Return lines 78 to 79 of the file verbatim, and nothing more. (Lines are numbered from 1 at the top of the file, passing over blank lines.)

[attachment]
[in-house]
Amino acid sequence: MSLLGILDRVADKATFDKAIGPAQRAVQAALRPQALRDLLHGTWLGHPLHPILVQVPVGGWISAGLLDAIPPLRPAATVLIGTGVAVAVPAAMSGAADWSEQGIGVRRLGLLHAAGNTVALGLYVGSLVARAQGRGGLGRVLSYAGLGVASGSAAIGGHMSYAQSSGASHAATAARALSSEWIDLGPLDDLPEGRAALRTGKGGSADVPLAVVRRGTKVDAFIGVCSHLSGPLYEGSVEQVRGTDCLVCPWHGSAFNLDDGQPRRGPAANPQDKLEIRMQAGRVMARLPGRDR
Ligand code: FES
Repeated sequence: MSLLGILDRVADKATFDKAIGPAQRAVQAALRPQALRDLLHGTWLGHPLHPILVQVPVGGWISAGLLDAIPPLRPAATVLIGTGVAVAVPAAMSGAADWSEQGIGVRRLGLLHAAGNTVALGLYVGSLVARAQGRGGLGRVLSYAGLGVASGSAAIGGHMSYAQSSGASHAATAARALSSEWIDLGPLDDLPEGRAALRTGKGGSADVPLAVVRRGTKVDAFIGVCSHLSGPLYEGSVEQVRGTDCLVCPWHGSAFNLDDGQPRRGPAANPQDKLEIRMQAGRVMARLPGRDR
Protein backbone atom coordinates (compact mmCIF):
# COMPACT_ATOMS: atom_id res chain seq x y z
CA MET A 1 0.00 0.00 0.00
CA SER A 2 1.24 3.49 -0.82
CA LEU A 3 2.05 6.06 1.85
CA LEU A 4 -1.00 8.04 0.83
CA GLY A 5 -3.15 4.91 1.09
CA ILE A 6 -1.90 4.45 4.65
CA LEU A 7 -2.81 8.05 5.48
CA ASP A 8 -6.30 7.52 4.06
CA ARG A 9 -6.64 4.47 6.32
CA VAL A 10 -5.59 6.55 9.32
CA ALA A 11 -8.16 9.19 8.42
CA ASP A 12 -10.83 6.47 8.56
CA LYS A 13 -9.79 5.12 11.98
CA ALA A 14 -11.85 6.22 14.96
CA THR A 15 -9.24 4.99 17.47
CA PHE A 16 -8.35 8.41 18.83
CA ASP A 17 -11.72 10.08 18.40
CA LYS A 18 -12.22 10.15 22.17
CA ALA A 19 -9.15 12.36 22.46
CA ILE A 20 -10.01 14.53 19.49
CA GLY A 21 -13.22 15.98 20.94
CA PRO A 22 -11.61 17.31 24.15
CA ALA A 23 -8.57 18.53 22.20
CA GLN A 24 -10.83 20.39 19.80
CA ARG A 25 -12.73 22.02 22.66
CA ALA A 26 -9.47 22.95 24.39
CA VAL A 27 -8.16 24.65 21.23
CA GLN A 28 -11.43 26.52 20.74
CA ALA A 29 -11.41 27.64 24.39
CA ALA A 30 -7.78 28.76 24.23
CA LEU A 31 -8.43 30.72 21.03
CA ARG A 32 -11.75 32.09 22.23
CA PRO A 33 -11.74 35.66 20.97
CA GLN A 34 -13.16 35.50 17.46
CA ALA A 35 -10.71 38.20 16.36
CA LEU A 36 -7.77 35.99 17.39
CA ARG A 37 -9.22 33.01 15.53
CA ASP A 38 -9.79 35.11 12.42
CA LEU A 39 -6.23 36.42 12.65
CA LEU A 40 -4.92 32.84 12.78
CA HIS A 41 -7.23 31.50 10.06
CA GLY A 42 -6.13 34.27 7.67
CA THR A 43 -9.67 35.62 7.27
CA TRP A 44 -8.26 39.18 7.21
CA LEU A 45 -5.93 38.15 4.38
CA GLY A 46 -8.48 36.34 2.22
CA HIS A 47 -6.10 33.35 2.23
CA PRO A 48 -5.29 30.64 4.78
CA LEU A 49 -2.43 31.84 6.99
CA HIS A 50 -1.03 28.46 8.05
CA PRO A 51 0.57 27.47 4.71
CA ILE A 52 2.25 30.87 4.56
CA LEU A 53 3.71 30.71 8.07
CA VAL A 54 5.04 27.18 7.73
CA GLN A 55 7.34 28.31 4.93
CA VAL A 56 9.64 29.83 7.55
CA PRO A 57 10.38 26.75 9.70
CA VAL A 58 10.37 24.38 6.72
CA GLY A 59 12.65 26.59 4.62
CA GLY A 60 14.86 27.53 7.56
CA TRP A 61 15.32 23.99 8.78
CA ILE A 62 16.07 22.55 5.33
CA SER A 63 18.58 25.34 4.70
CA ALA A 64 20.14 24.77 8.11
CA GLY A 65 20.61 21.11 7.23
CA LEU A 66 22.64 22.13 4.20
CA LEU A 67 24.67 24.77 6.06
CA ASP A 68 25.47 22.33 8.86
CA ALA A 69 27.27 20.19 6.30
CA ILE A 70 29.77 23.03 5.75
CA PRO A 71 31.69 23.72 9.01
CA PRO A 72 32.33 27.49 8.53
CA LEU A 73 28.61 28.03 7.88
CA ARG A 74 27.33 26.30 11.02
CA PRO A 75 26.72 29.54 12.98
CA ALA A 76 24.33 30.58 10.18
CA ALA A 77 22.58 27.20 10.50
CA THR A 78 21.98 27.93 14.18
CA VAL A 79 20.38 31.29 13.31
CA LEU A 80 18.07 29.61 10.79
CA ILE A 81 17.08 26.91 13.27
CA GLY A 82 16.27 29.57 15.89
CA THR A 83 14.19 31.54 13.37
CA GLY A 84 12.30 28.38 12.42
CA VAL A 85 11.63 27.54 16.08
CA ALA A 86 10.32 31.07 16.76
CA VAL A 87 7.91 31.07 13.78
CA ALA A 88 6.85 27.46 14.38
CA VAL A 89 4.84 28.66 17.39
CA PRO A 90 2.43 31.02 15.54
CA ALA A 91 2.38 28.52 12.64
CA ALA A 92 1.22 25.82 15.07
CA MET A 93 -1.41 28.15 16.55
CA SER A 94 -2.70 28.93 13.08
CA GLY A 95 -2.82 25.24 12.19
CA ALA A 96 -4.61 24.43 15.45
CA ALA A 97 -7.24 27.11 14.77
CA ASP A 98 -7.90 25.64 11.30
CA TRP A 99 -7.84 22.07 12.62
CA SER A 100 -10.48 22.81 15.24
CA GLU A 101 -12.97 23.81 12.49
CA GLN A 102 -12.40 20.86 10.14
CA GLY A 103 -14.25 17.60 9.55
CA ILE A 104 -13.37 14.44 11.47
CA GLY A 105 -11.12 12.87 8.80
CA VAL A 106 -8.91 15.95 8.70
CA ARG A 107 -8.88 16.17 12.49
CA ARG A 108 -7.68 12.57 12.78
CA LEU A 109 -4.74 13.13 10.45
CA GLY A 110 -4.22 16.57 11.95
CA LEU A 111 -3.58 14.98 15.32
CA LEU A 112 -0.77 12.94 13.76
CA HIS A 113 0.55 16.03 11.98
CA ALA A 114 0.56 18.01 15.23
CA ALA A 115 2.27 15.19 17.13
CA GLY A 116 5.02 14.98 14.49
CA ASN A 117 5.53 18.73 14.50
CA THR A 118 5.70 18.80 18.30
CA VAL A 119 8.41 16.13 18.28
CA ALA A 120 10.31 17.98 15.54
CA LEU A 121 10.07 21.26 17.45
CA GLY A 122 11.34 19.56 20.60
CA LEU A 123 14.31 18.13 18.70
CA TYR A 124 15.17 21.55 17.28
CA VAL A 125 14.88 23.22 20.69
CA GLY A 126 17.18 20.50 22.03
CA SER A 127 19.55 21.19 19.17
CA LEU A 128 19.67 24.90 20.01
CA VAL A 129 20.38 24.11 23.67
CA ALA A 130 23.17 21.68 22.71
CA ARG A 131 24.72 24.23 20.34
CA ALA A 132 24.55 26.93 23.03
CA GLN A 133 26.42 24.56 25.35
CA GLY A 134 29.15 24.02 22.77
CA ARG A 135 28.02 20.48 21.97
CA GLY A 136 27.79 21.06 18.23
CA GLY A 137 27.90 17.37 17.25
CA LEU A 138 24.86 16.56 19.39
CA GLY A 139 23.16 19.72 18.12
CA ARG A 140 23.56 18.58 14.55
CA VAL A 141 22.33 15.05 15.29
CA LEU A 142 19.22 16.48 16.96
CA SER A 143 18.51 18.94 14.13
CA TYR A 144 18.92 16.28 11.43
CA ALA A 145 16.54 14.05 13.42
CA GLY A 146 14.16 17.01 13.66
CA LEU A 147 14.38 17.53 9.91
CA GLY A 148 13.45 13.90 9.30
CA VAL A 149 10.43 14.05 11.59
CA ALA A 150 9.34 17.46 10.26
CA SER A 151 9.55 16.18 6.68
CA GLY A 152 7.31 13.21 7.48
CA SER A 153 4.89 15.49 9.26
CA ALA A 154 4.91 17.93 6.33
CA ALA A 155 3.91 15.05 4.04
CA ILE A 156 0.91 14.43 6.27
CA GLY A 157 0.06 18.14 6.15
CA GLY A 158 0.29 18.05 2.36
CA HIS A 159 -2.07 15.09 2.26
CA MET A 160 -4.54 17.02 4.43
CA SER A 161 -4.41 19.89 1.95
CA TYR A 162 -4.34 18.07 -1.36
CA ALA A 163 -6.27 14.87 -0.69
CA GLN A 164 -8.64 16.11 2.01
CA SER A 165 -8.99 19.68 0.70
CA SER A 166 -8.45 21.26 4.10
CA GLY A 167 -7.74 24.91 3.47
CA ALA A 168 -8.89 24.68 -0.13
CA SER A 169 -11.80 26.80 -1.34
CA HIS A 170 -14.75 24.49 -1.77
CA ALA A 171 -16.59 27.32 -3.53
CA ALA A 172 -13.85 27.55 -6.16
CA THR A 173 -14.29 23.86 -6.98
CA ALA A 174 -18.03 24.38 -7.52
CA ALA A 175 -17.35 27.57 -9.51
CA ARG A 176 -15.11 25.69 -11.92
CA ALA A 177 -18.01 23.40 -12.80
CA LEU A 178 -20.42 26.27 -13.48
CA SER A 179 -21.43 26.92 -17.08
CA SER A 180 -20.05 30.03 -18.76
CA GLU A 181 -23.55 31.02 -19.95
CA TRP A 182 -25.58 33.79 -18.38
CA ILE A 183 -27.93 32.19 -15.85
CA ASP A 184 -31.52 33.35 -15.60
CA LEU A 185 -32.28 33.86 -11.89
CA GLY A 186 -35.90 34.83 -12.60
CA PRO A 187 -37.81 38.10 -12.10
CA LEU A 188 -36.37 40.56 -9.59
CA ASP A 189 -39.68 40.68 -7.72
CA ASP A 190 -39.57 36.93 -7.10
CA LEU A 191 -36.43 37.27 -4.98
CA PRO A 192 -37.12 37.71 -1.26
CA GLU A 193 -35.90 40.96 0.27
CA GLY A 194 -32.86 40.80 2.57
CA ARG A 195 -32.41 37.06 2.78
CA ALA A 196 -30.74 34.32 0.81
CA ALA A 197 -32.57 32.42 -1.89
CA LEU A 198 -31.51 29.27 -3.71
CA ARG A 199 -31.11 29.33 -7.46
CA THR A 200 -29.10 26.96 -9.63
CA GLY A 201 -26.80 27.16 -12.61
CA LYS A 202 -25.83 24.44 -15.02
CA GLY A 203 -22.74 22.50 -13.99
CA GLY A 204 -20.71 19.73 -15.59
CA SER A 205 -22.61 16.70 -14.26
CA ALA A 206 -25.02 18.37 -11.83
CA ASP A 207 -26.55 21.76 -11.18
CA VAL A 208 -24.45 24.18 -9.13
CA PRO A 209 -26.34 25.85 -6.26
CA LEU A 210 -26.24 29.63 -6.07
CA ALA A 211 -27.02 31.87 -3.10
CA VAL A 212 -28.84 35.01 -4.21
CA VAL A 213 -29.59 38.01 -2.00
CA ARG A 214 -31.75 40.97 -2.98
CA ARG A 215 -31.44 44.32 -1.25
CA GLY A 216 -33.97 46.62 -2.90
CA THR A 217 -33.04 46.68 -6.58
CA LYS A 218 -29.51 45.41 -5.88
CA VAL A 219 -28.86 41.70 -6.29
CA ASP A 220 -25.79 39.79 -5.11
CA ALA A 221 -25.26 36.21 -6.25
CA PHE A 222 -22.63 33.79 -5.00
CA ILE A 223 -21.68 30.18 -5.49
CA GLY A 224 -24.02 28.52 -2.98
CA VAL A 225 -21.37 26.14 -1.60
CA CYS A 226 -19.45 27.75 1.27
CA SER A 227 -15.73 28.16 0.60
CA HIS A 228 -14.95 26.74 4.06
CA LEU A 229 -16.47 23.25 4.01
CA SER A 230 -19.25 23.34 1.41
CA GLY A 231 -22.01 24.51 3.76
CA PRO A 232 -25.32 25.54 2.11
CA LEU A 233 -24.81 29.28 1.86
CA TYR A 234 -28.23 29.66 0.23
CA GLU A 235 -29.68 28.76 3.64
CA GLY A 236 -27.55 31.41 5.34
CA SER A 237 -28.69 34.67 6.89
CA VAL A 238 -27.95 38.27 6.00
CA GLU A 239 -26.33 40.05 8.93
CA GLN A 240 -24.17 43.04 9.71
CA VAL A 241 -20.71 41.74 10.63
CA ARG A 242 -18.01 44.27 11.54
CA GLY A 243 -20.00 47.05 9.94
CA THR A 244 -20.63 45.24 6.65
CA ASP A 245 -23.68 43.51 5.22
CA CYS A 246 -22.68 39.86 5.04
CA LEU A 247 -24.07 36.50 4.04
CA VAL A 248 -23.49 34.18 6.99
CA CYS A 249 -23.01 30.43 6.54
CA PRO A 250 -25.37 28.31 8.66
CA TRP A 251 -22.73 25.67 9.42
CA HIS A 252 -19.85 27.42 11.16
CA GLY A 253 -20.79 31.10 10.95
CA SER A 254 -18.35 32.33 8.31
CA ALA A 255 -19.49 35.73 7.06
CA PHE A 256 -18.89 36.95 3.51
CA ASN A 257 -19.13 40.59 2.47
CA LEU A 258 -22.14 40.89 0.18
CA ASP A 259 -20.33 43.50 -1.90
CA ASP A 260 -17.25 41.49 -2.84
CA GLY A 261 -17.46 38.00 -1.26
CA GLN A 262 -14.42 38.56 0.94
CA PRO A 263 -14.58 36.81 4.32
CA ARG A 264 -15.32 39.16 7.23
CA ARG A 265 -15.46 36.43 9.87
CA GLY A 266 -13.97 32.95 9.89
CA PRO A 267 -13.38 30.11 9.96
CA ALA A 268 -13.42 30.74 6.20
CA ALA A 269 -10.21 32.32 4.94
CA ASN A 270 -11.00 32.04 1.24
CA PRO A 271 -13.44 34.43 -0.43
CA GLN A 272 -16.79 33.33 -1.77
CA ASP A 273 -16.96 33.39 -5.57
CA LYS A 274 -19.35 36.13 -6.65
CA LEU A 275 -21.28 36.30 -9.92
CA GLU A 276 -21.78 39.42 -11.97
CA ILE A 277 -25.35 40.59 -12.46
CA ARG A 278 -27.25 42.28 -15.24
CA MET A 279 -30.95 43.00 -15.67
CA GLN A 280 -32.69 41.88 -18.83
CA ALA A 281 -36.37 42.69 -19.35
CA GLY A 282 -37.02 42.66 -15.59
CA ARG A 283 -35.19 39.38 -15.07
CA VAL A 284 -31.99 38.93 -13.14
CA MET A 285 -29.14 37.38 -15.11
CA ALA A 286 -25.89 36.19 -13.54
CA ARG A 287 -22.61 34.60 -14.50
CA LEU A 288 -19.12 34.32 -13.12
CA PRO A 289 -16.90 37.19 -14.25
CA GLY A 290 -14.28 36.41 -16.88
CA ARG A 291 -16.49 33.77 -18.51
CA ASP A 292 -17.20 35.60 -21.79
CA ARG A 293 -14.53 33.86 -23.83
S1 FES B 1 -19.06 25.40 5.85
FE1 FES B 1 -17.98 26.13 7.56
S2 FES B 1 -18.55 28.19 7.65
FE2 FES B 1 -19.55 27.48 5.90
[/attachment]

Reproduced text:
CA PRO A 72 32.33 27.49 8.53
CA LEU A 73 28.61 28.03 7.88